Literature from both ends of the spectrum tends to provide information that supports one of these polarised viewpoints while often failing to acknowledge the complexity of the debate, or attempting to establish a middle-ground.

Research undertaken by the International Food Policy Research Institute in Washington indicates that the demand for animal protein will double within 20 years. This demand is being propelled by urbanisation and increased income, particularly in the developing world.  It is common knowledge now that we are heading for a world population of 9 billion, so projections in demand are entirely credible.

However, if we are going to increase livestock production, for example, to double protein production, major changes will be required in how we produce our product. If we increase per animal productivity two or three-fold, then we would also have to reduce environmental impact by a similar amount, accepting present community expectations.  While this may be technically possible within a reasonably short timeframe, is this what we want agriculture to do? How do we want to use the resource?

The agricultural production sector is often criticised for not meeting the triple bottom line (social, economic and environmental) yet by the same token we, at least in the developed world,  continue vote in the supermarkets for cheaper food.  

This not only challenges the viability of farming, it also means that much of what we do as societies is at cross purposes.  There are many questions to be asked, such as:

  • ·       Will we accept that profitability of farm enterprises, and especially family businesses, is a legitimate aspiration?
  • ·       Will we enact the market and price reforms, and equity distributions, need to achieve this?
  • ·       Will consumers accept the harvesting of native species, such as the Red or Grey kangaroo in countries like Australia, as an ecologically sustainable source of meat? 
  • ·       Should we be paying more for food and consuming less in the interests of less energy intake and lower obesity?

There is even the question of “What is food?” 

For example, rather than seeing beef just as a staple in the food system, could our mindset change so that we also think of beef as producing zinc and iron that can be injected into diets at critical times in human development – for example, in early childhood for brain development and early teenage years to combat iron deficiency. (Zinc and iron deficiencies appear to be two major nutritional issues in both the developed and developing worlds.)  In doing so, we change the whole value proposition for meat, and the prospect of better returns to producers, and enhanced benefits to consumers.  For those who are just after the eating experience, nothing changes.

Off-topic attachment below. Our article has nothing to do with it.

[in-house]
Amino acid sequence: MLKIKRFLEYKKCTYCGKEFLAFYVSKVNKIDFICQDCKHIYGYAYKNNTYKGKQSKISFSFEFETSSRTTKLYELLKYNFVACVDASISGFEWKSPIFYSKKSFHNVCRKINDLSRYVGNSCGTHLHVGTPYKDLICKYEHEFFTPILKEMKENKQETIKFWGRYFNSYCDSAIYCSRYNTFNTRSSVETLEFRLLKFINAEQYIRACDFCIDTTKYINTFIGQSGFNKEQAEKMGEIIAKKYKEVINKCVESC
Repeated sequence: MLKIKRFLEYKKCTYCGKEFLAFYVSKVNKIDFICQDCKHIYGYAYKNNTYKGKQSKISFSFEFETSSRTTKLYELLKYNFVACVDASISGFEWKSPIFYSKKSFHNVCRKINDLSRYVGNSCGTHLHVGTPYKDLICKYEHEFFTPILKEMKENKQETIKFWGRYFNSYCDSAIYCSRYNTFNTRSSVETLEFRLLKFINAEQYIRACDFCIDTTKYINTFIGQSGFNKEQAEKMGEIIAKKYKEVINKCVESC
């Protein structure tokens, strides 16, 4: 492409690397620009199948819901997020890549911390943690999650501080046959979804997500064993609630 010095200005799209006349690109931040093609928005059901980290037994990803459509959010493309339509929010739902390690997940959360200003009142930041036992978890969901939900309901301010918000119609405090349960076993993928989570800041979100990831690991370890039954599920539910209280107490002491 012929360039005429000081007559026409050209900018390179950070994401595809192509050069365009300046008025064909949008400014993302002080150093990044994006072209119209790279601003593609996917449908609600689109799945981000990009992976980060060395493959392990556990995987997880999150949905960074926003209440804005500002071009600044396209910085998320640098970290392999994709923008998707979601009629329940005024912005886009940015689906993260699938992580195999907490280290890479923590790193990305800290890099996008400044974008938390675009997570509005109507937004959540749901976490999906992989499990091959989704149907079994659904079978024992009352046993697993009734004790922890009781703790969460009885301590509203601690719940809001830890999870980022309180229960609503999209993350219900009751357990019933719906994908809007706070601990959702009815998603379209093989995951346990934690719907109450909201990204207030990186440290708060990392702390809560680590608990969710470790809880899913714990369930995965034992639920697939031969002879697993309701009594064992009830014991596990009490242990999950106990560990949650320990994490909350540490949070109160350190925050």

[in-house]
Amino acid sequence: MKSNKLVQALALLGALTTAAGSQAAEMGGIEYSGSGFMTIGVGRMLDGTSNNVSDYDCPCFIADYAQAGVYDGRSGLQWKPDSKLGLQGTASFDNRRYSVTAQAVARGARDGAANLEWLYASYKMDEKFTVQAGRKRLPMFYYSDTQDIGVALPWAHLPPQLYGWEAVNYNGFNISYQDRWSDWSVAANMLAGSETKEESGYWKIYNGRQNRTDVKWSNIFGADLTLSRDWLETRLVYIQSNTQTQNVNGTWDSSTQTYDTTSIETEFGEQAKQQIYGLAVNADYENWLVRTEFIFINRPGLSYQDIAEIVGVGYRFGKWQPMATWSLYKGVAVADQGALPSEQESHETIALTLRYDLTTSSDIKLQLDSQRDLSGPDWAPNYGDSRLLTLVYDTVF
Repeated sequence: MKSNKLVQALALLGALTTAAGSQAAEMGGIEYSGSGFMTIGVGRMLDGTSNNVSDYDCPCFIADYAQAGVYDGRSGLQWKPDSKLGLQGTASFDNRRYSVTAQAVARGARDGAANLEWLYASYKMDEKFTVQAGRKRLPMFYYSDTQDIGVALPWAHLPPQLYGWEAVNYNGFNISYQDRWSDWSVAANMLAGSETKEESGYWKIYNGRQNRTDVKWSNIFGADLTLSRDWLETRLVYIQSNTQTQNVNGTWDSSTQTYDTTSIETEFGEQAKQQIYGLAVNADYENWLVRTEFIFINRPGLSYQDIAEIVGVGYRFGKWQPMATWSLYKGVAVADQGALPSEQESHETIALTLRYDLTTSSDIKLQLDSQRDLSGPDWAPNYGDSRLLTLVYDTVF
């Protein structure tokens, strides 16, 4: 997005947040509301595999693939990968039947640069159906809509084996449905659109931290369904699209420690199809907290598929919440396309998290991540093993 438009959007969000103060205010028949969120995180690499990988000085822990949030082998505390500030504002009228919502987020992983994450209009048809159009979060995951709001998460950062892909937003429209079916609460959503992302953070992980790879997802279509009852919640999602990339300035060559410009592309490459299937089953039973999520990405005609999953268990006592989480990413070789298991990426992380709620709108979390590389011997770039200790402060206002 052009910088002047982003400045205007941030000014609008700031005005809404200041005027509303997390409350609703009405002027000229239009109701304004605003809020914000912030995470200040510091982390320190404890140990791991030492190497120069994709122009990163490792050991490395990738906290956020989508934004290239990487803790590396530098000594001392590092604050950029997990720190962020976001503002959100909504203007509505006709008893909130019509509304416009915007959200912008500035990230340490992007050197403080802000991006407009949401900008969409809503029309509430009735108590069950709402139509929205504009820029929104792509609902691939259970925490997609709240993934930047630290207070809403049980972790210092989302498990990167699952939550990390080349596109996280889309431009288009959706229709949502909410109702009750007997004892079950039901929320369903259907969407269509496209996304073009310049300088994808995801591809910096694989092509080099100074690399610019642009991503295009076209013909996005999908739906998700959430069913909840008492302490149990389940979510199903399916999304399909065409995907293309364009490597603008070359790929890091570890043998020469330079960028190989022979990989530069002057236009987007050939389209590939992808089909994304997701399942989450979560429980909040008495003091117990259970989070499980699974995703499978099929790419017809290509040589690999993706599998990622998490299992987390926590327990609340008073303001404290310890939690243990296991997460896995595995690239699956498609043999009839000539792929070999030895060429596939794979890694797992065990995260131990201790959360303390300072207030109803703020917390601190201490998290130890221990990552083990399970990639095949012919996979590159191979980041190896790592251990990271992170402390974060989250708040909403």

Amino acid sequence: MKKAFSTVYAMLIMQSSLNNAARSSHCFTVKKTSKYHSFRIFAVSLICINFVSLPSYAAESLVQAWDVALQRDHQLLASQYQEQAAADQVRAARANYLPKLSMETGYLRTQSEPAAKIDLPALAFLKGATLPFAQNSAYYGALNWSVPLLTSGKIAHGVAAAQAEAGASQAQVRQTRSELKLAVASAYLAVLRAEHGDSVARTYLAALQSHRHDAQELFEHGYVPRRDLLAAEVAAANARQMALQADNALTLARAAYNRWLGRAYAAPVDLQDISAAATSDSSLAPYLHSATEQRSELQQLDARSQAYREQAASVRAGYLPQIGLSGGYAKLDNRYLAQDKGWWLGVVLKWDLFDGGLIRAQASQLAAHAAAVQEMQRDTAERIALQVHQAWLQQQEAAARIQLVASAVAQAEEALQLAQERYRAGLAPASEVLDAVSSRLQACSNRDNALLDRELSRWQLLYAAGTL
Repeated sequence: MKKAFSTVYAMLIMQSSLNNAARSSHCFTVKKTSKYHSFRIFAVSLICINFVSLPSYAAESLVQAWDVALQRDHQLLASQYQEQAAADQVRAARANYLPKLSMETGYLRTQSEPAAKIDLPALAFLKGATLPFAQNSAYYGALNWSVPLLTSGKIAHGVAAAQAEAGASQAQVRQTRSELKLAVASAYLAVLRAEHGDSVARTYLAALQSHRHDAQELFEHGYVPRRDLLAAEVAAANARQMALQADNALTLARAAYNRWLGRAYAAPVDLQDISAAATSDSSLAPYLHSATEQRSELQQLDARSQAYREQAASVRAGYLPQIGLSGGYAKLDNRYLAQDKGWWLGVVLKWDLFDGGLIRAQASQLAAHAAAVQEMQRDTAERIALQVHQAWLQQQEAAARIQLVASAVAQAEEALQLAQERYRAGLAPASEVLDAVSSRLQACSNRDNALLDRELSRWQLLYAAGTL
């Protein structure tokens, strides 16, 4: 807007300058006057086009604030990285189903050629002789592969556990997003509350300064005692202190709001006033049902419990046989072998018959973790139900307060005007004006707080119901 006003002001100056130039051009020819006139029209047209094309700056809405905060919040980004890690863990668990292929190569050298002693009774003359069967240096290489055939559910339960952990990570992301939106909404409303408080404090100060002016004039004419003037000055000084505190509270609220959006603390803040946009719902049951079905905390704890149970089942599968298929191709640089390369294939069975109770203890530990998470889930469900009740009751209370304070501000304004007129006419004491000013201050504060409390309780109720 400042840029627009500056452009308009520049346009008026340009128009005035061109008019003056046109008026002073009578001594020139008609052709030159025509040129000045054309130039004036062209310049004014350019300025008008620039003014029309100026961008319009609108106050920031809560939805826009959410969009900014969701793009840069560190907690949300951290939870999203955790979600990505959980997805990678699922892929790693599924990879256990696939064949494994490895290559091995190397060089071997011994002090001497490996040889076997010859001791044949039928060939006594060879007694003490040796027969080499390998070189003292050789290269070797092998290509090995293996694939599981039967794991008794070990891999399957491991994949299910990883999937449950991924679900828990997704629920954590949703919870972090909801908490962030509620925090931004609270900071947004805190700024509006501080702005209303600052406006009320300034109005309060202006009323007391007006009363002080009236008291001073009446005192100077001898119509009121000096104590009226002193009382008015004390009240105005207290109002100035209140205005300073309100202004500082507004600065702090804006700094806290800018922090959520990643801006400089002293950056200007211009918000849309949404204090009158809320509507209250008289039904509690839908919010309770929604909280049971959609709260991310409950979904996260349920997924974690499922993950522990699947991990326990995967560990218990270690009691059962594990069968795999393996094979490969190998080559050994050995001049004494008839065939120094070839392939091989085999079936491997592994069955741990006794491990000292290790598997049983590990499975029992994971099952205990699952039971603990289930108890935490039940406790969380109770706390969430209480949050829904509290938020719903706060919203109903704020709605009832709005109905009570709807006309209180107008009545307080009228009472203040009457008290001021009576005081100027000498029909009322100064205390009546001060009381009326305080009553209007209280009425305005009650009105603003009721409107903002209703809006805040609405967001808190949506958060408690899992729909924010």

These are myriad challenging questions to be asked, questions that cannot be answered with a simple “yes” or “no” but must be debated vigorously by a range of stakeholders in the public arena.  An effective response will be systemic.

Critical is a need to somehow re-connect consumers with the processes of food production. There is some hope that growth in the urban agricultural sector will enable more people to understand the complexities and vagaries in producing food - but that is only the tip of the iceberg.

Consumer confidence in science has been shaken in recent times by issues relating to food safety and diseases, such as bird flu.  To avoid misrepresentation, scientists have at times been reluctant to acknowledge any potential risk to food safety for fear that such an admission will distort the debate. Yet, with uncertainty comes awareness and planning for any potential unforeseen consequences. We cannot remain silent ( see https://www.crawfordfund.org/news/news-what-happens-when-we-remain-silent-january-2015/).

Risks can be managed effectively without raising public concern if potential risks to the food chain are acknowledged and a system of surveillance, monitoring and detection put in place that enable quick remedial action to address any problems that may arise.

Scientists should not be isolating themselves from controversy because the technical complexity of issues we are dealing with in the community now is such that we need to participate in the public debate – we need people who understand the science to engage.  Nor should other members of the community ignore the requirement to engage openly and responsibly in that debate.

Undoubtedly, we need more simultaneous research at all levels – from sub-cellular to ecological – to develop a greater understanding of issues at the boundaries of science and social and community impacts.  We also need parallel efforts to explore how to reform our markets and to give better price signals and financial returns to our farmers, and to educate consumers about the true cost of food.

We need a public debate too - an informed debate and based on genuine analysis.  

And we must accept the urgent need to do this.

What is it that we want our agriculture to do? 



1 comment:

  1. What is it that we want our agriculture to do? To nourish everyone - 24/7 in perpetuity

    ReplyDelete